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Urban Studies Degree

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What is Urban Studies?

Urban Studies and Affairs is an interdisciplinary field of study that synthesizes cultural, social, and economic constructs of a city.  Urban studies and affairs coalesces many different disciplines such as sociology, psychology, political science, geography, and history to make sense of mission critical questions about a city.

A career in urban studies and human affairs is often found embedded within an urban public policy, community development, or public administration office.   Jobs in urban studies and affairs can be within the public sector, government agency, private corporation, or non-profit entity.

Top Urban Studies Degrees

Students seeking a degree in urban affairs will find a wide variety of programs to choose from in this field.  Degree programs will range from undergraduate to graduate with varying emphasis.

For example, you can elect to study a general field of urban affairs or a track that focuses on geographic information systems, urban planning, public management, cartography, regional planning, or environmental policy.  In either case, students will analyze historical trends and leverage data to understand emerging trends in cities and regions related to communication, design, and planning.

Critical thinking and quantitative analysis will coalesce to help solve an array of environmental, social, and economic challenges.  To assist you in finding the best college degree for you, we have summarized the most popular programs below.

Urban Studies Bachelor Degree

Online bachelor degrees in urban studies are offered from a number of accredited colleges and universities across the country.  The bachelor degree program in urban affairs will be conferred as a Bachelor of Arts (BA) or a Bachelor of Science (BS).

Completion of the degree is expected in about four-years for full-time students while part-time students can expect a longer timeframe to earn a degree.  Anticipate taking both core classes and general education courses in both a BA or BS degree track.  General education classes may include history, psychology, mathematics, English composition, and creative writing.

Core curriculum in an urban studies program will help prepare students for deep analysis and problem solving needed to tackle various challenges found in our cities.  Examples of classes you may find in a bachelor program include:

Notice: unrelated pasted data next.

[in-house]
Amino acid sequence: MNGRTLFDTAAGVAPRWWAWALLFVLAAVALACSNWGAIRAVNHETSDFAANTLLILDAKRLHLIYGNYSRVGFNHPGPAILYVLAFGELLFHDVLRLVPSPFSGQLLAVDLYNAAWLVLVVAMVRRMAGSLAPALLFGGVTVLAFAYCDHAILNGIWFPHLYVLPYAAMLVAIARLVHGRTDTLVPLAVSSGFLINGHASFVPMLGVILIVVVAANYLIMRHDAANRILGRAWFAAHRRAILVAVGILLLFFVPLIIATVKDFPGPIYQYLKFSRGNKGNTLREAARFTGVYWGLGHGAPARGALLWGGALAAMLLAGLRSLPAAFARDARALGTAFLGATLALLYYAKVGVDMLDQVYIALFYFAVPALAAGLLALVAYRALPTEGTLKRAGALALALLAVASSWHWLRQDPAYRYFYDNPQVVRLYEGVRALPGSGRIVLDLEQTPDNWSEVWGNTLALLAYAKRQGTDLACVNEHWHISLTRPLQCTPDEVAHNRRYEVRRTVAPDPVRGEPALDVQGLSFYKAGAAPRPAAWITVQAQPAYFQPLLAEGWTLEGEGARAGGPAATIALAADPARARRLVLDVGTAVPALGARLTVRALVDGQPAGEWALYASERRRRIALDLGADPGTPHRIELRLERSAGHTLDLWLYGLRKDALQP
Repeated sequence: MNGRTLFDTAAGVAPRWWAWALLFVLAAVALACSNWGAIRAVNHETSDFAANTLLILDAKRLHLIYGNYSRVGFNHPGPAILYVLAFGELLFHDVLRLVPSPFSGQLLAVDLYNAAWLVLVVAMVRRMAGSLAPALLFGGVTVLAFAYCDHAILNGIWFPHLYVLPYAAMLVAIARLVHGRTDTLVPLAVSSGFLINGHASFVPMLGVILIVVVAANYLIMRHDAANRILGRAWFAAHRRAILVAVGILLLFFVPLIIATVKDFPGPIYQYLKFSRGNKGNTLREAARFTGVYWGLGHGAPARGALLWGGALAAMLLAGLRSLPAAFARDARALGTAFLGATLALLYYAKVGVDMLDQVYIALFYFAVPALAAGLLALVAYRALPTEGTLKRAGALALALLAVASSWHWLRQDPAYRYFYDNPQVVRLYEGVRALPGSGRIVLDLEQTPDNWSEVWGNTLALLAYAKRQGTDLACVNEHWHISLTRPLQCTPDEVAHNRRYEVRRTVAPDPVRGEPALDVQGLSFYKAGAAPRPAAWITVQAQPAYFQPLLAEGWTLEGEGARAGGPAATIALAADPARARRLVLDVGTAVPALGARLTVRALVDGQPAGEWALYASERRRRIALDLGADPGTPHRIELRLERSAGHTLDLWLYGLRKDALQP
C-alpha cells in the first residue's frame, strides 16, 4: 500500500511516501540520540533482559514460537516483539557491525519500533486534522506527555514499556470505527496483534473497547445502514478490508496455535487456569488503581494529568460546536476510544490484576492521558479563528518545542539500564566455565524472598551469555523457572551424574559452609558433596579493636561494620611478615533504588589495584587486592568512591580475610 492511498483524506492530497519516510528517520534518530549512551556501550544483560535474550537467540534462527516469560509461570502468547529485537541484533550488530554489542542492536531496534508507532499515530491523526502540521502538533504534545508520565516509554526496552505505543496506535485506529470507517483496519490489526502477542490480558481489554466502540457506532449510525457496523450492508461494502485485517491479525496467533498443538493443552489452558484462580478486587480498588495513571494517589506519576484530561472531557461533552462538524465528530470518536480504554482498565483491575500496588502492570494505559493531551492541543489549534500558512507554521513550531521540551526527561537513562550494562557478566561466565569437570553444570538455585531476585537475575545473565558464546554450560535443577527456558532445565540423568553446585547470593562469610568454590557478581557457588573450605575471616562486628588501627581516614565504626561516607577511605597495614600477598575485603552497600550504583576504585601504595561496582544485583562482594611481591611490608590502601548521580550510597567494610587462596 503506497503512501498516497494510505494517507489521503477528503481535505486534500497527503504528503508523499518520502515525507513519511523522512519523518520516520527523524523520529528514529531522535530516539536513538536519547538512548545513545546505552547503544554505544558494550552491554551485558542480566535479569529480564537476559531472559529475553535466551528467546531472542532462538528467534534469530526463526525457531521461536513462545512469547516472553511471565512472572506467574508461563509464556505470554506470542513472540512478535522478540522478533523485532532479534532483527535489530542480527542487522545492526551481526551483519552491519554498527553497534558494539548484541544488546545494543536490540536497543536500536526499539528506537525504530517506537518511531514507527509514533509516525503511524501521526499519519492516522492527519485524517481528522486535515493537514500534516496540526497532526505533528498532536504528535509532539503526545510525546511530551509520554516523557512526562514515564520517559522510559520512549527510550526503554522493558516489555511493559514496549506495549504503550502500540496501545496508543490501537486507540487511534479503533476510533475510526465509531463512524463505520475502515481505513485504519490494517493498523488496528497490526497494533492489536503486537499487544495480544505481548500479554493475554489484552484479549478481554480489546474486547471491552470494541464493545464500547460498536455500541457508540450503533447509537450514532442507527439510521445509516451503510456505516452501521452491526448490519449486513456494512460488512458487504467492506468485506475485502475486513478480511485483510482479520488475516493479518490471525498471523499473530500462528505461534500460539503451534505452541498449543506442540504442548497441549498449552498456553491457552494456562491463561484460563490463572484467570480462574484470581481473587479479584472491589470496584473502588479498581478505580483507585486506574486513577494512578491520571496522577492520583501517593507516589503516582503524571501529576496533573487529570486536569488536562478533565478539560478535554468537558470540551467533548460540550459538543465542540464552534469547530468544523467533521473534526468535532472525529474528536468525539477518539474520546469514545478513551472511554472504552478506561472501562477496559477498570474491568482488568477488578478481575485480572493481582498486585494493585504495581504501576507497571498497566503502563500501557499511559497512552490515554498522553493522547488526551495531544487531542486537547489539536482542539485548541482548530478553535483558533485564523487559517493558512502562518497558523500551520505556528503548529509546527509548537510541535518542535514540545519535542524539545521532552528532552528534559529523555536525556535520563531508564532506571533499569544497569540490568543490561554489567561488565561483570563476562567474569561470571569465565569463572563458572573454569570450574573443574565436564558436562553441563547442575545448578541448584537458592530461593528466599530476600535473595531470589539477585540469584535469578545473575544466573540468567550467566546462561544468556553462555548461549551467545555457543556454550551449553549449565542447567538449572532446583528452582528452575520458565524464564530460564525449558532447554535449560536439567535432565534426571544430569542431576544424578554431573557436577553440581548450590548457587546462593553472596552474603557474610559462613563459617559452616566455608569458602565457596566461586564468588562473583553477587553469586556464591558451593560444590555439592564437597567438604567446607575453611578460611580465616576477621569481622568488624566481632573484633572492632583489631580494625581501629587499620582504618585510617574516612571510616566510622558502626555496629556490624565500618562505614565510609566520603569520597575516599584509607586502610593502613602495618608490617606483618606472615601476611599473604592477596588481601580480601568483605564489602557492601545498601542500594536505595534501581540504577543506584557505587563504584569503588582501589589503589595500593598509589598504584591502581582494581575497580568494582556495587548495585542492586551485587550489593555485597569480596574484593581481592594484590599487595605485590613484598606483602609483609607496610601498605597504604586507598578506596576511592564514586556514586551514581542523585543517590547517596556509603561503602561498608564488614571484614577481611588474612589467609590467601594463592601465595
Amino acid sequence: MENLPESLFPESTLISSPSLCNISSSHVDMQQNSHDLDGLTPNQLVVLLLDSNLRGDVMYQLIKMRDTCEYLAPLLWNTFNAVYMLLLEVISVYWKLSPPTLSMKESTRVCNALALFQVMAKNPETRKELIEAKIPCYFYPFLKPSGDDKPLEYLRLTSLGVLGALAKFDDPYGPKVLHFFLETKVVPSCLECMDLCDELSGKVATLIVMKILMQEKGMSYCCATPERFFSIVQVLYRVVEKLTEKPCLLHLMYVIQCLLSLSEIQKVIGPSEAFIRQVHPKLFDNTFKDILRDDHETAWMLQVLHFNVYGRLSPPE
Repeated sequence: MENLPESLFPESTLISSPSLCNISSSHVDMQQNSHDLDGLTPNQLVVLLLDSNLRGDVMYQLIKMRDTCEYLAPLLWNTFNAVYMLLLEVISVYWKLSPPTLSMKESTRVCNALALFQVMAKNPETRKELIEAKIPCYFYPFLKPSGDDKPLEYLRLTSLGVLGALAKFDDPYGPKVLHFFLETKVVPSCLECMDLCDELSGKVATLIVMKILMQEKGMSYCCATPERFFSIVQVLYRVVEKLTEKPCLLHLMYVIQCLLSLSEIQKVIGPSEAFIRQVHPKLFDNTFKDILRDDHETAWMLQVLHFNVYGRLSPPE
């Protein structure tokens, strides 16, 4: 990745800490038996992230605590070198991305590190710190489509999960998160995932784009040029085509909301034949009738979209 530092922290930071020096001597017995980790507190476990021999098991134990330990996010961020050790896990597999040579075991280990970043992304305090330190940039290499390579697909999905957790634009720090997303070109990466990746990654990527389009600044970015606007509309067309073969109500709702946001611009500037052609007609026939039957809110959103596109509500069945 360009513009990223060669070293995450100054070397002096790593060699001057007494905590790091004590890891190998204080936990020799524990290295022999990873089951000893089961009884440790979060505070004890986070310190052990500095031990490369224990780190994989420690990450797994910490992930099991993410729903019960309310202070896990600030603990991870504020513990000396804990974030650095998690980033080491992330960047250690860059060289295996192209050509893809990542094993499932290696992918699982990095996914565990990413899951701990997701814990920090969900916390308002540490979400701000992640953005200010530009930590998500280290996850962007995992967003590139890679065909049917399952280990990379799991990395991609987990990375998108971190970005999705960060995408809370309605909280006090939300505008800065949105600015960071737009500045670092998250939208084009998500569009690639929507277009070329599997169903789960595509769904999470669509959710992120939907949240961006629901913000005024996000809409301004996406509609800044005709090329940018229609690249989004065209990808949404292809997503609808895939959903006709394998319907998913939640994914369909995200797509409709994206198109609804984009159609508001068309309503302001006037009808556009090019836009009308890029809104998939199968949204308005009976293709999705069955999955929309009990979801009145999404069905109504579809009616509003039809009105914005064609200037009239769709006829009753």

• Economics of Policy Analysis
  • Urban Geography
  • Public Policy
  • Urban Sustainability
  • Budget and Policy Analysis
  • Contemporary Urban Issues
  • Urban Policy
  • Nonprofit Management
  • Managing Urban Diversity
  • Public Safety Management
  • Economic Development Finance
  • Historical Sites and Preservation
  • Emergency Services
  • Conflict Management & Negotiations
  • GIS Principles
  • Urban Development
  • Neighborhood Planning
  • Urban Design

Urban Studies Master Degree

Master degrees in urban affairs are conferred as a Master of Science (MS) or Master of Arts (MA).  Degree programs will take around two years to complete including core curricula, internships, capstone course, and thesis project.  Core curriculum will typically include classes such as quantitative reasoning, urban spatial structures, public finance, and evolution of human settlements.

Graduate students may elect to specialize in various fields within the urban affairs domain.  Areas of consideration may be public policy, community development, urban real estate development, economic development, or urban policy.

Paid or unpaid internships are encouraged by many schools to help provide hands-on learning opportunities.  While not required, many employers look at internships favorably which helps bridge the time from academics to launching your career.  Lastly, your thesis project will be a large portion of your time in the program.  An approved thesis project is designed to extend the body of knowledge in urban affairs in a meaningful way.